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Smoke alarms and their life span

“We thought our smoke alarms were keeping us safe …”        

– PineRidge resident Barb Saenger

By Kathy Fallert; photo courtesy of Barb Saenger

There are few things in life more annoying than the chirping of a smoke alarm in your home, especially when it continues after the batteries have been replaced.  PineRidge resident Barb Saenger experienced this recently and went on a mission to get to the bottom of the problem.

After visiting local South Metro Fire Rescue Station 36 in Castle Pines, Saenger learned that replacing the battery will not do any good and your trusty smoke detector will no longer detect any smoke if the sensor in the smoke alarm is past its life expectancy, which is shorter than one might think.

“Smoke alarms are a proven life-saving technology,” said Einar Jensen, community risk reduction specialist for South Metro Fire Rescue.  “Like with any technology though, they require proper care and maintenance.”

According to the National Fire Protection Agency, it is required that smoke alarms be replaced within 10 years from the date of manufacture (which is printed on the back of all smoke alarms).  Additionally, the manufacturer’s instructions for most smoke alarms state they are to be replaced when they fail to respond or after 10 years, whichever comes first.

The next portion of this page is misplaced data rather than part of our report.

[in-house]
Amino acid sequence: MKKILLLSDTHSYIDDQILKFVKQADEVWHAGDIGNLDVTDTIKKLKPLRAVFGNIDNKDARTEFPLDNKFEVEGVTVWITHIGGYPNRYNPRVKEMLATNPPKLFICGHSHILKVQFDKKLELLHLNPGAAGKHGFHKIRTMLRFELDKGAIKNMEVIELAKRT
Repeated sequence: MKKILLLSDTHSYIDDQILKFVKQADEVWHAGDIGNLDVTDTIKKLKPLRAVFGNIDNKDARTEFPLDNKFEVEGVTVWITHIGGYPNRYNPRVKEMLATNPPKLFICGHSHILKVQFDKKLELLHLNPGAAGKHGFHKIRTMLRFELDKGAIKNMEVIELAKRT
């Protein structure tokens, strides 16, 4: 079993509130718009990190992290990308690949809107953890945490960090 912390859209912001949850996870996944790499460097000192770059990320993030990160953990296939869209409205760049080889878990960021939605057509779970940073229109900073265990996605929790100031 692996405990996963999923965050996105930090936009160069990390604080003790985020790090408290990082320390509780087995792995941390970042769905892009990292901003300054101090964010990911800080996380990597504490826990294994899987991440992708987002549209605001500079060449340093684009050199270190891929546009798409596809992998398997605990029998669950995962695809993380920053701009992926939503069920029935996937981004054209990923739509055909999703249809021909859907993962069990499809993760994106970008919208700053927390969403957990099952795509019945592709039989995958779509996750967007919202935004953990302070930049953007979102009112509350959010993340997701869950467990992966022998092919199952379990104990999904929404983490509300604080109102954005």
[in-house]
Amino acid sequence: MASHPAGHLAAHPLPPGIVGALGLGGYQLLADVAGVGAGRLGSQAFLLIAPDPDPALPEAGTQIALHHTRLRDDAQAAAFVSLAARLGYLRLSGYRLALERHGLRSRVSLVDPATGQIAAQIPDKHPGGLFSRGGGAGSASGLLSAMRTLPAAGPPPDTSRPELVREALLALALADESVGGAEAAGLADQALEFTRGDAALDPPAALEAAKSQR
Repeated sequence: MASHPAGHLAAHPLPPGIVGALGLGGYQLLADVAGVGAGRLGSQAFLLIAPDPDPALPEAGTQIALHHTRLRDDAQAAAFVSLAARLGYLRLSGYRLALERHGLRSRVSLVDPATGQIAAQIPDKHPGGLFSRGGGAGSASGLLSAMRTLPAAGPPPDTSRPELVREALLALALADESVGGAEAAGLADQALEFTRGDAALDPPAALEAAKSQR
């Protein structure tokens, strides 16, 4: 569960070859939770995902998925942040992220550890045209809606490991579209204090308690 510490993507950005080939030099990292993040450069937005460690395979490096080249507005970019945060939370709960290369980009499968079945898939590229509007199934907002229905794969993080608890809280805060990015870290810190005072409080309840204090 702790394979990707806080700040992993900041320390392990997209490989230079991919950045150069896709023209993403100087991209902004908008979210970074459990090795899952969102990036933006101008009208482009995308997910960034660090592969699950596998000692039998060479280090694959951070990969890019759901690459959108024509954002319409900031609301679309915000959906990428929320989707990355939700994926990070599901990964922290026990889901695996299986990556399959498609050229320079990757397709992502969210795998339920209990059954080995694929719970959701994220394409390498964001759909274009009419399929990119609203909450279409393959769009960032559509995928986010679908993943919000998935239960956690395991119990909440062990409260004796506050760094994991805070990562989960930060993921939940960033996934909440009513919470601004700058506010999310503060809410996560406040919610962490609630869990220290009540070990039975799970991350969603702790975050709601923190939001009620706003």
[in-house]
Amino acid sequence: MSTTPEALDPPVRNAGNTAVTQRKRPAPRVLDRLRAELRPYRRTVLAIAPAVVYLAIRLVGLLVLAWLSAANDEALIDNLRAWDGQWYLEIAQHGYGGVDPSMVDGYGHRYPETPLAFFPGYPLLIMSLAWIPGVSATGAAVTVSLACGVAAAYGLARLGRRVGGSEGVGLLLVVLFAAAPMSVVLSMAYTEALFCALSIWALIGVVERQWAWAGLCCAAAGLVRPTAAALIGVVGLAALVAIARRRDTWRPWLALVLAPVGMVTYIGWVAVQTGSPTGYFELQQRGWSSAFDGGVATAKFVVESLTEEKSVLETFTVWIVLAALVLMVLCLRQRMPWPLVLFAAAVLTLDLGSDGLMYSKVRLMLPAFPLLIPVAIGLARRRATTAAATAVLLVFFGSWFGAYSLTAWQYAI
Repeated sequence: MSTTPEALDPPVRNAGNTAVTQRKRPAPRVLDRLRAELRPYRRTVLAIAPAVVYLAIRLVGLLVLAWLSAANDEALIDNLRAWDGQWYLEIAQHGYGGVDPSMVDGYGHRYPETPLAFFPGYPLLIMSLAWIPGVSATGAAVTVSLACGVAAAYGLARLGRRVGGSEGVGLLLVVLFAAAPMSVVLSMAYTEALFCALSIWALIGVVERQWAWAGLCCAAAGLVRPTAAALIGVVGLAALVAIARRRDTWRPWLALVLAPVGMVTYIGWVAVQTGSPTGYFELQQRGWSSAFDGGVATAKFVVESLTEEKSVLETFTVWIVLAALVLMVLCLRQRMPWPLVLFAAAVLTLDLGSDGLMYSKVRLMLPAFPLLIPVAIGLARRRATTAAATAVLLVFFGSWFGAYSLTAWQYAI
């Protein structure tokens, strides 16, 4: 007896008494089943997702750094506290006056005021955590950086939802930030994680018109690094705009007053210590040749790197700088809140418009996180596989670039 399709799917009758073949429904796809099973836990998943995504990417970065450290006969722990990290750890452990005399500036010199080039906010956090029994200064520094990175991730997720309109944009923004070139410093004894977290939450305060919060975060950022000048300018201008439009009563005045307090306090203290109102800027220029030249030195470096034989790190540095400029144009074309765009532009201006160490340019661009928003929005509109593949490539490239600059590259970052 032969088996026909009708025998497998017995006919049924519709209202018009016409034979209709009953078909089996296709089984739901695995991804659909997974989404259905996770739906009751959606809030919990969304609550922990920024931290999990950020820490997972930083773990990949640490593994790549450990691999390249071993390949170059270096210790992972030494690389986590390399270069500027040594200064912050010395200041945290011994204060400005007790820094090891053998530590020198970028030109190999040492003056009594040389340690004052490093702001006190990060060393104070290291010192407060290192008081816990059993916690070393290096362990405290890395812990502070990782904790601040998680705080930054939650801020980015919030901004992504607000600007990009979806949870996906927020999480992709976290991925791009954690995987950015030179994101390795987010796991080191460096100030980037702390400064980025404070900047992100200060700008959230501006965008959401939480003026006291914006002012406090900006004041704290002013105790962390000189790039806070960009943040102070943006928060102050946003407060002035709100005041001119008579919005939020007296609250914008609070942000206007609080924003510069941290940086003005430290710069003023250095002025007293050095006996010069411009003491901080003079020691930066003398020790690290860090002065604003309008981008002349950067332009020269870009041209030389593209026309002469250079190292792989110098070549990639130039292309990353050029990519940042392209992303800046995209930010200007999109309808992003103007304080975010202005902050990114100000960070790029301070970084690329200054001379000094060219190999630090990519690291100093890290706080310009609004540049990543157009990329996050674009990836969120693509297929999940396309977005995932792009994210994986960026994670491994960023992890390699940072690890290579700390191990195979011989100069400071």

Saenger solicited the assistance of Brian Lindeman, a local firefighter who recently started a company to help homeowners navigate the sometimes complicated world of smoke alarms.

“The hardest part for homeowners is knowing what units to buy, where to put them, and who’s going to do it,” said Saenger.  “Brian came to our house and replaced six smoke alarms – four photoelectric with lithium batteries and two with Nest Smart technology.  He was knowledgeable, efficient and professional.”

Lindeman held an informational meeting at the Castle Pines Community Center in March for Saenger and her neighbors to explain the differences between ionization and photoelectric smoke detectors, slow moving and fast moving fires and the response time for the alarms.

Brian Lindeman of Murphy’s Ladder Company came to the home of Pine Ridge resident Barb Saenger and changed out all the smoke detectors in her home.

Saenger said that she had changed the batteries in her smoke detectors diligently every year and tested the alarms regularly.  “We thought our smoke alarms were keeping us safe.”  
She continued, “My husband is so glad he doesn’t have to get on that high ladder again!”

For more information about fire safety or smoke alarms, contact Jensen at   



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